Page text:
Physics Engines Comparison

In this article we will take a look at three popular Javascript physics libraries and one that is currently in development: box2dweb, Ammo.js, JigLibJS, and Cannon.js. For each one, a quick introduction will be given and then the library will be rated based on ease of use, performance, and feature set.

Though it is possible to run any of these libraries without a visual representation, that isn’t much fun, so we will set up a small environment to see the results as the simulation runs. I’ll use Three.js and its CanvasRenderer for this due to its popularity and how simple it is to use. Besides showing how the objects are interacting, this will also demonstrate how to extract scene information from each library. The scene will consist of two ramps leading down to a floor; balls will drop down onto the ramps from random locations above the scene, roll down the ramps, and land onto the floor.


Our base scene that will be used in each example has two ramps which lead down to the ground. Balls will be dropped from random points above the ramps, rolling down to and then off of the ground plane. This simple scene will highlight the similarities and differences between the four libraries.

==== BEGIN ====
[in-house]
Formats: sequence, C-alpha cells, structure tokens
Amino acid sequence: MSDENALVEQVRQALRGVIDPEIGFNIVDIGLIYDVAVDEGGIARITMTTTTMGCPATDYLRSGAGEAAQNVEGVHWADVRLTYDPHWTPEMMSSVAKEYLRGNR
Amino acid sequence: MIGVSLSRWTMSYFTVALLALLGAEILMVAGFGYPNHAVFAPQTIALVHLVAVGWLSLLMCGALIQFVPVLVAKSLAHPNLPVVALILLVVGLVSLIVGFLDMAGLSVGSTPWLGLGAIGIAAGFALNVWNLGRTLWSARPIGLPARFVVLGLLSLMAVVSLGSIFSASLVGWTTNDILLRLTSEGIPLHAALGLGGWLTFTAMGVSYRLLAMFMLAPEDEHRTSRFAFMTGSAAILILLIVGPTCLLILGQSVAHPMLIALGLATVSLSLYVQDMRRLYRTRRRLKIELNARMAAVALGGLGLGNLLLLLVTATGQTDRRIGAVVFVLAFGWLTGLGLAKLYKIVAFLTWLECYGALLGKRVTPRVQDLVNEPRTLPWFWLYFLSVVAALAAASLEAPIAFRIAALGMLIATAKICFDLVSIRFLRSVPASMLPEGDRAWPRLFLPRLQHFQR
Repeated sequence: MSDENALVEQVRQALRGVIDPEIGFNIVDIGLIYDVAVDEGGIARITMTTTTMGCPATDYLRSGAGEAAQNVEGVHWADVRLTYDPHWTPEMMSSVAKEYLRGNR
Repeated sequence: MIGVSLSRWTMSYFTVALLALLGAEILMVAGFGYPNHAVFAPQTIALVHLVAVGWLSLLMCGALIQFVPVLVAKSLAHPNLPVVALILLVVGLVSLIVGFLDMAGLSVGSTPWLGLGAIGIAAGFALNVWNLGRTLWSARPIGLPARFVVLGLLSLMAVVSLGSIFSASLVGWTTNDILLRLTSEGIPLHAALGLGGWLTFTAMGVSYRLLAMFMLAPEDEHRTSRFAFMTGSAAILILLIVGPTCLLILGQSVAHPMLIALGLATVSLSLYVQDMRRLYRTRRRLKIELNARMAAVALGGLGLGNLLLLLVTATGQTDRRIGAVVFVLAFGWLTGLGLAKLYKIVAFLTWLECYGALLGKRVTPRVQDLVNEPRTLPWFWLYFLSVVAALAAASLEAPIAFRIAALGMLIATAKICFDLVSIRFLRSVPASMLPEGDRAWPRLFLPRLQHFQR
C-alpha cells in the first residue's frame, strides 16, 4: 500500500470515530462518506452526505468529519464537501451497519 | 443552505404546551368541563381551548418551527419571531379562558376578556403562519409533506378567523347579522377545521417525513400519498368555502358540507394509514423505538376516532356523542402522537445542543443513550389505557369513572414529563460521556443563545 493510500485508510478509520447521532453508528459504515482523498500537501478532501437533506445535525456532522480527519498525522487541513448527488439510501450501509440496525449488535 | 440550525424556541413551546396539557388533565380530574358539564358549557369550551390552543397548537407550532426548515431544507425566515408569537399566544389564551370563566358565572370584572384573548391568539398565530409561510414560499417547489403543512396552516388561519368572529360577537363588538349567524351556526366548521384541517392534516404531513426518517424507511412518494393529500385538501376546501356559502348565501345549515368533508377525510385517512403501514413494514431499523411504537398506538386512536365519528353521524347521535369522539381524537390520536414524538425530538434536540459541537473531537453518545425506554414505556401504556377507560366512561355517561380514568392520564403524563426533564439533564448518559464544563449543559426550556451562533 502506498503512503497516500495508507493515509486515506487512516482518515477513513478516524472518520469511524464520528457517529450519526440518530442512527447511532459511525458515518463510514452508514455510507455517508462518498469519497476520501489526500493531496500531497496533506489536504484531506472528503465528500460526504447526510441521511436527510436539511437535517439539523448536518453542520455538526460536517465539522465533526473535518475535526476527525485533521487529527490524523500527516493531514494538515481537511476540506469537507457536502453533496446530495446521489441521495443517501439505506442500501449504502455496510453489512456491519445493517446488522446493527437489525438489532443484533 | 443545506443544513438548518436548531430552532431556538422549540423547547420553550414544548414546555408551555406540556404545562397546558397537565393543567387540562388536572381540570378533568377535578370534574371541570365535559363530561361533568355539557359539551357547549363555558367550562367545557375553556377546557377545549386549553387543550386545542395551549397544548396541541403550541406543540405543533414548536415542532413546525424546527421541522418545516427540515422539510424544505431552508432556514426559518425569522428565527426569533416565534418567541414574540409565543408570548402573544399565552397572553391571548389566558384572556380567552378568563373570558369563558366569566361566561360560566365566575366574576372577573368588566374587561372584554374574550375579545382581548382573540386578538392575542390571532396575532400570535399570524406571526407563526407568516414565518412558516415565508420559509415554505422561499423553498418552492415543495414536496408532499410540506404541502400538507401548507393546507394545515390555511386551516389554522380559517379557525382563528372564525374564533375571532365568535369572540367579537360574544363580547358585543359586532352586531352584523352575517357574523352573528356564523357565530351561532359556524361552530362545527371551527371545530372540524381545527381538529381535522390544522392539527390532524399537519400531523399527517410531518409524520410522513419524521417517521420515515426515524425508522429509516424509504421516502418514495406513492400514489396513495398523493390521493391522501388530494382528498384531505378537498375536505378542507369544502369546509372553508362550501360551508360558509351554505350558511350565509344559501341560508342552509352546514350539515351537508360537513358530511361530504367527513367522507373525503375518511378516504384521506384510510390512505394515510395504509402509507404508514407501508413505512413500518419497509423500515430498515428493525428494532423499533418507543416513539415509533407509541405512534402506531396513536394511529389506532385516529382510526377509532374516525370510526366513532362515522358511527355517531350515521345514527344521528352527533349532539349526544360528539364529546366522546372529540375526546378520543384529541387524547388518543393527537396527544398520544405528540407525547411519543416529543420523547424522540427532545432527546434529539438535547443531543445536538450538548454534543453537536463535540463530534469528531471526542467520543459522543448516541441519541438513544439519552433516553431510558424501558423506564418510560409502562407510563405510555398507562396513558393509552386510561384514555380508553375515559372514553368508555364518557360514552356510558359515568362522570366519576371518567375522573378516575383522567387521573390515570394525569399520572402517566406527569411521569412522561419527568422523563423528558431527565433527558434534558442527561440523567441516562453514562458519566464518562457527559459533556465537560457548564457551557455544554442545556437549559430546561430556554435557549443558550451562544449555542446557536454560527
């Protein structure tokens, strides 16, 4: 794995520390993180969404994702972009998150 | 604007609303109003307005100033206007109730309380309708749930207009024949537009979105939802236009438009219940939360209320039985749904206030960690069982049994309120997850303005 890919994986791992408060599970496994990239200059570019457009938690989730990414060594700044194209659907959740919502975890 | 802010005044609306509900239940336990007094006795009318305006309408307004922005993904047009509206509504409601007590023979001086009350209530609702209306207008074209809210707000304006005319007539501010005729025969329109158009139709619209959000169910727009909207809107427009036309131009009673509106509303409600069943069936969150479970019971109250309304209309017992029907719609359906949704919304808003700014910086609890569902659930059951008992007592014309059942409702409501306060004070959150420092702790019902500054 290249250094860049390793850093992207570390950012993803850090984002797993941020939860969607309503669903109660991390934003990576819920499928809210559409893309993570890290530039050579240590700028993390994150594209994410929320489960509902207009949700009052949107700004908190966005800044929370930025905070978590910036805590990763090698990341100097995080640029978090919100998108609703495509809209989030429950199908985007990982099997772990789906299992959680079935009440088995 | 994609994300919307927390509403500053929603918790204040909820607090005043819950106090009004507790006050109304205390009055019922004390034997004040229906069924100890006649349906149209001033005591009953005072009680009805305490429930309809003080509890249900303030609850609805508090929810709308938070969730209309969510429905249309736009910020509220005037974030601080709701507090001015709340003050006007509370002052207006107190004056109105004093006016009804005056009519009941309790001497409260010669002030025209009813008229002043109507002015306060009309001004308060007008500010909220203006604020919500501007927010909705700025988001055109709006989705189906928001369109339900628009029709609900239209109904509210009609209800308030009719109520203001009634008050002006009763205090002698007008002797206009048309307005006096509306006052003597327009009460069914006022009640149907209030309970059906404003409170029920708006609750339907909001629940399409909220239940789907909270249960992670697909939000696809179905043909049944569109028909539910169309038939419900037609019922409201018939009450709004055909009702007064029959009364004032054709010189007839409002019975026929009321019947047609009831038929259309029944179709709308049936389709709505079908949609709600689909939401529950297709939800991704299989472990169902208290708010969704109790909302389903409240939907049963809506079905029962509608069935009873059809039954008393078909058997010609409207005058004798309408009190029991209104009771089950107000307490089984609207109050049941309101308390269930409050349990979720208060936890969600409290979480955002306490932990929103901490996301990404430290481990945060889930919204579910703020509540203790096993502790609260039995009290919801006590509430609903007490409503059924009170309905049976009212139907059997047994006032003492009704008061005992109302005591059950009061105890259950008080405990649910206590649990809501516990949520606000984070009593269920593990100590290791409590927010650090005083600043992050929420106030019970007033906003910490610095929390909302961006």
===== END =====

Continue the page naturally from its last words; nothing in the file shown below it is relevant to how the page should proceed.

box2dweb is a port of the C++ box2d project and is unique on our list of libraries in that it is designed to only simulate two-dimensional scenes. All of its classes are namespaced which can make the code a little hard to read, so it is recommended that you create your own local variables for any objects you commonly use. Don’t be fooled into thinking box2dweb is a weak library because it only performs 2D simulations; within its simple API is a ton of power. box2dweb has a full constraint system (which it calls joints), continuous collision detection for more accurate fast-moving bodies, and lots of configuration options both for the whole scene and for individual objects.

Collision detection with box2dweb is easy to do by using the b2ContactListener object. You can have separate event handlers for each of the four collision states: BeginContactEndContactPreSolve, and PostSolve. You can also detect collisions by iterating over the world’s contact list after each step.